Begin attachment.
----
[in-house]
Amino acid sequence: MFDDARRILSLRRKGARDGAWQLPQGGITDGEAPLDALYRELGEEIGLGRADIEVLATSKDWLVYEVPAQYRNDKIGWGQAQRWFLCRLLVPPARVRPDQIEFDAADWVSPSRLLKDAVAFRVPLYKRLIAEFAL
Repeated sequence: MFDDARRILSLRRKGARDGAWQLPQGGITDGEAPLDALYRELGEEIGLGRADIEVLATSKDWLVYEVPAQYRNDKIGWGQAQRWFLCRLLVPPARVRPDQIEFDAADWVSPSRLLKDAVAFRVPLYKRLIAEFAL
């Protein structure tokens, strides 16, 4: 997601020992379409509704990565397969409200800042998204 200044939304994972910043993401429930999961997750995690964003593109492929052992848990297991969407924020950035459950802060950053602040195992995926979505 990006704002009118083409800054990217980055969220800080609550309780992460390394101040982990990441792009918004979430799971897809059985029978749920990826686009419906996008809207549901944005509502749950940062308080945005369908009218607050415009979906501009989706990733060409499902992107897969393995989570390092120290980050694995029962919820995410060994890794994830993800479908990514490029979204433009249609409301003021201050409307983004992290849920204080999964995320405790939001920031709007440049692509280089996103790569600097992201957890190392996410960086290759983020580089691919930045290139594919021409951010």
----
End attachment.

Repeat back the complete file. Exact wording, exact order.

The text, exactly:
[in-house]
Amino acid sequence: MFDDARRILSLRRKGARDGAWQLPQGGITDGEAPLDALYRELGEEIGLGRADIEVLATSKDWLVYEVPAQYRNDKIGWGQAQRWFLCRLLVPPARVRPDQIEFDAADWVSPSRLLKDAVAFRVPLYKRLIAEFAL
Repeated sequence: MFDDARRILSLRRKGARDGAWQLPQGGITDGEAPLDALYRELGEEIGLGRADIEVLATSKDWLVYEVPAQYRNDKIGWGQAQRWFLCRLLVPPARVRPDQIEFDAADWVSPSRLLKDAVAFRVPLYKRLIAEFAL
């Protein structure tokens, strides 16, 4: 997601020992379409509704990565397969409200800042998204 200044939304994972910043993401429930999961997750995690964003593109492929052992848990297991969407924020950035459950802060950053602040195992995926979505 990006704002009118083409800054990217980055969220800080609550309780992460390394101040982990990441792009918004979430799971897809059985029978749920990826686009419906996008809207549901944005509502749950940062308080945005369908009218607050415009979906501009989706990733060409499902992107897969393995989570390092120290980050694995029962919820995410060994890794994830993800479908990514490029979204433009249609409301003021201050409307983004992290849920204080999964995320405790939001920031709007440049692509280089996103790569600097992201957890190392996410960086290759983020580089691919930045290139594919021409951010």